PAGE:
Blind Melon’s iconic ‘90s video, “No Rain,” featured this girl in a bumblebee costume tap-dancing her way through a bland little town, never happy until she finds a field of other bees joyously dancing. The Cowl was my own bumblebee dance party.
A Rhode Island of Misfit Toys, wedged in the basement corner of Slavin Hall, The Cowl office was where I made some of my life’s best friends-—folks who still send me into laughter spasms with just a sideways look or a well-placed reference (“Russell P. DeMoe”).
The Cowl taught me the value of responsibility, motivation, and meeting deadlines, vital tenets when I worked in public relations and as a newspaper reporter and editor.
It taught me to behave when you screw up. (I shudder to think of the advertorial—paid for in a timely fashion—that claimed the Holocaust never happened.) It demonstrated the importance of keeping your cool even when being chewed out. (Don’t blame the newspaper for digging into alleged student election shenanigans.) Most of all, it made me see the humanity and respect inherent in every person’s story. (My senior year, during a single evening, two students died, one from a medical condition and one from an accidental fall.)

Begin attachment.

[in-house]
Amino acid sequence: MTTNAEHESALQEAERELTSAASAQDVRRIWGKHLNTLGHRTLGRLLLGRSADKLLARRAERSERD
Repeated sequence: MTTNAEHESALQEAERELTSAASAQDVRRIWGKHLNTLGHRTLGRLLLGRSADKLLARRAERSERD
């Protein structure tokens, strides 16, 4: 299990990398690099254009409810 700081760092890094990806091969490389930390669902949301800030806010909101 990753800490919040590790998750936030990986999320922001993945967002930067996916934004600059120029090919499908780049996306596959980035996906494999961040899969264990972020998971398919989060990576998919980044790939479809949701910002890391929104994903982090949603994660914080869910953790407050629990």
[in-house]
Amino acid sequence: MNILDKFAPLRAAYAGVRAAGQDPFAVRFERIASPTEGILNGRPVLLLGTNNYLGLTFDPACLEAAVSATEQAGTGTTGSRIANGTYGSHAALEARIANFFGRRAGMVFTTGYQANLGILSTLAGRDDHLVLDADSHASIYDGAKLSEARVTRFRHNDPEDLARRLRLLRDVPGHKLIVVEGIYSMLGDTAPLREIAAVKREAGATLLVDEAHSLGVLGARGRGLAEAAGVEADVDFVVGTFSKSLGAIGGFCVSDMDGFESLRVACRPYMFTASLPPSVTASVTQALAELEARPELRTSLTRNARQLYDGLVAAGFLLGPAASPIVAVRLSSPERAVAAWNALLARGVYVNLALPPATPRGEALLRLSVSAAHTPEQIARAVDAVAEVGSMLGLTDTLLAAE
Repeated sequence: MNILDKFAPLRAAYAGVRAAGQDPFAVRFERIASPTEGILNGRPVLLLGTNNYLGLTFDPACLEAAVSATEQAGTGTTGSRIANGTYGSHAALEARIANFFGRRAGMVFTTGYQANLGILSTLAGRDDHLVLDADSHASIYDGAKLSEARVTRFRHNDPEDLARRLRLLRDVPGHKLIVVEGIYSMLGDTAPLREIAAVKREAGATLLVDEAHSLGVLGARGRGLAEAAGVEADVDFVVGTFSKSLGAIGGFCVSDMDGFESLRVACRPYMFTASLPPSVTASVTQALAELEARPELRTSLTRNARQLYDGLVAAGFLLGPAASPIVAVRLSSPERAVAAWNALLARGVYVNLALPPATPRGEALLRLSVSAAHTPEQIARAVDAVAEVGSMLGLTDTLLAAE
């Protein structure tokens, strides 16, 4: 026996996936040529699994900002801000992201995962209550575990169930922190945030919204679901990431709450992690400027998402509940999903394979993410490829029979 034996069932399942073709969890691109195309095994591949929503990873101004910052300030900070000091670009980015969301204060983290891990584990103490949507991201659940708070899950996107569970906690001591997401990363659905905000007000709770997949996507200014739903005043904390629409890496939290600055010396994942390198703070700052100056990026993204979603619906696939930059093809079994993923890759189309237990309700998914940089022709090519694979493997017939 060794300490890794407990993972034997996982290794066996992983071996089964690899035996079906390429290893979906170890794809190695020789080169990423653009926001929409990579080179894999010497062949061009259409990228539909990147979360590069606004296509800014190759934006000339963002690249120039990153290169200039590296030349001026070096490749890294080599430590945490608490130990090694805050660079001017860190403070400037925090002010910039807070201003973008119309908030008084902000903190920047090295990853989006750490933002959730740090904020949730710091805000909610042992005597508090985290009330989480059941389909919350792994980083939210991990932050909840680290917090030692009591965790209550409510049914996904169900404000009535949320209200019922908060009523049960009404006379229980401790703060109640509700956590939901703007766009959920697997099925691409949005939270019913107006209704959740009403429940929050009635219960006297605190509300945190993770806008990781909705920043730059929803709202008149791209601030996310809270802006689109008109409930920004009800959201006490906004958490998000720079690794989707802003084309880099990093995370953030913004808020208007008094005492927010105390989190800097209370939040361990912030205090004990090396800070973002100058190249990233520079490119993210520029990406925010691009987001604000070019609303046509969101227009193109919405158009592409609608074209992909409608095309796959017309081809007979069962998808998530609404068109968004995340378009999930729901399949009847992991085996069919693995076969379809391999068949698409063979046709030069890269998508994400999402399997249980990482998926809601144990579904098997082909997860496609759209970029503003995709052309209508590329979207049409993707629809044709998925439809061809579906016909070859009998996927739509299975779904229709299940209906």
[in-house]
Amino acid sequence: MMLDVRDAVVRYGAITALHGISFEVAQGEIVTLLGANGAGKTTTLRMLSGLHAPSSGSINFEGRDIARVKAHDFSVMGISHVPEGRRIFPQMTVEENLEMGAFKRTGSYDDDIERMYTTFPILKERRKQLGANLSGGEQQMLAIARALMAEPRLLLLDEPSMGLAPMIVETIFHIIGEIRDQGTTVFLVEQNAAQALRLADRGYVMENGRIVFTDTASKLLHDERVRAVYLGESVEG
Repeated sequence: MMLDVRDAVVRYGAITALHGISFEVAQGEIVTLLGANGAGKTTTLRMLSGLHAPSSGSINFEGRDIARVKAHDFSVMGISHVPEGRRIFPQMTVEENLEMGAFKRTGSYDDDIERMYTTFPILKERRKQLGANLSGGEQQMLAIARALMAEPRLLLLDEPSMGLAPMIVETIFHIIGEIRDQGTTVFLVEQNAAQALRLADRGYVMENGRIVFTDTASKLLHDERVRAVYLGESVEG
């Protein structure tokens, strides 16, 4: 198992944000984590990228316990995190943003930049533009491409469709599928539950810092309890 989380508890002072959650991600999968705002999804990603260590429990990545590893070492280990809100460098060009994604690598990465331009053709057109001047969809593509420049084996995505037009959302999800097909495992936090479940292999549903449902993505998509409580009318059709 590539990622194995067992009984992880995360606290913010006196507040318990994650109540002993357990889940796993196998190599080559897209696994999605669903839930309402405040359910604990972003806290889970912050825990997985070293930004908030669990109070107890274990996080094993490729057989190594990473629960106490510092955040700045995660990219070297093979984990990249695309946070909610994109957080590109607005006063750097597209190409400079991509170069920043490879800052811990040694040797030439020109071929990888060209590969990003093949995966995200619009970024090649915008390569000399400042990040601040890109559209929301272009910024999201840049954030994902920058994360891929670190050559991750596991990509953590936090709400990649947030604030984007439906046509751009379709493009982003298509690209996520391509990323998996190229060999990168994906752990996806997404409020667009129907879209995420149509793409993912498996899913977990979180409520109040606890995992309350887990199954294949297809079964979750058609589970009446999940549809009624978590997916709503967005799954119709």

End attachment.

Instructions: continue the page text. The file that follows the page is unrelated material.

Details became significant (a front-page headline proclaimed the jam-packed campus parking lots “overcrowed”), and humor paramount (a story focused on someone defecating in a residence hall was titled “Holy S%*&!”)
The vast majority of us were English majors who couldn’t stem the waves of writing flowing out of us if we tried. Some just wanted an activity to put on their resume. Some were politico types who raged against the machine. All of us were cynical and had a dark sense of humor.
It regularly resembled Animal House or a Muppets Show meeting (complete with a conservative wandering through stating, “You are all weirdos”).
Writer’s block? An inning of wiffle ball in Slavin’s hallway or a trip to Gravity (ne’ The Abbey) was the cure. Bored? Prank-call the Friars Club office down the hall.
I heard the O.J. Simpson verdict there. I saw “The Internet” for the first time there (Brady Bunch fan sites, inspired by Barry Williams’ visit to ’64 Hall). I headed out from a last-minute cram session there to my final final (Fr. Donal Raymond Kehew, O.P.’s Philosophies of The Human Person).
The Cowl was more than simply a club; it is in my PC DNA.